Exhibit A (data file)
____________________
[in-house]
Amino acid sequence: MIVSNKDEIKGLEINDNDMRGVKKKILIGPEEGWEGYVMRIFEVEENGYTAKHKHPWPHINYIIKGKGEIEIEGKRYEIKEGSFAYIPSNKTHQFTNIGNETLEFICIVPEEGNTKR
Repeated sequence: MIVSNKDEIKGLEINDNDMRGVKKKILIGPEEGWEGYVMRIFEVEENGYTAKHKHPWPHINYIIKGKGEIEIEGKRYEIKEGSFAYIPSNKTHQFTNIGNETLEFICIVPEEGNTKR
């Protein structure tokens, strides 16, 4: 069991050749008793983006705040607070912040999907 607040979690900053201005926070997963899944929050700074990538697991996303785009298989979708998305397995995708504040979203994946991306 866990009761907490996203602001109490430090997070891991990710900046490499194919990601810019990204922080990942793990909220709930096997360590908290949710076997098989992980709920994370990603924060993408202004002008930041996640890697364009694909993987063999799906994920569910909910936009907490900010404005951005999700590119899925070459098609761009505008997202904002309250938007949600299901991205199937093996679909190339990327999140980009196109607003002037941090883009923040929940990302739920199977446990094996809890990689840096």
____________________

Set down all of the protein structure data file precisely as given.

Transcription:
[in-house]
Amino acid sequence: MIVSNKDEIKGLEINDNDMRGVKKKILIGPEEGWEGYVMRIFEVEENGYTAKHKHPWPHINYIIKGKGEIEIEGKRYEIKEGSFAYIPSNKTHQFTNIGNETLEFICIVPEEGNTKR
Repeated sequence: MIVSNKDEIKGLEINDNDMRGVKKKILIGPEEGWEGYVMRIFEVEENGYTAKHKHPWPHINYIIKGKGEIEIEGKRYEIKEGSFAYIPSNKTHQFTNIGNETLEFICIVPEEGNTKR
């Protein structure tokens, strides 16, 4: 069991050749008793983006705040607070912040999907 607040979690900053201005926070997963899944929050700074990538697991996303785009298989979708998305397995995708504040979203994946991306 866990009761907490996203602001109490430090997070891991990710900046490499194919990601810019990204922080990942793990909220709930096997360590908290949710076997098989992980709920994370990603924060993408202004002008930041996640890697364009694909993987063999799906994920569910909910936009907490900010404005951005999700590119899925070459098609761009505008997202904002309250938007949600299901991205199937093996679909190339990327999140980009196109607003002037941090883009923040929940990302739920199977446990094996809890990689840096």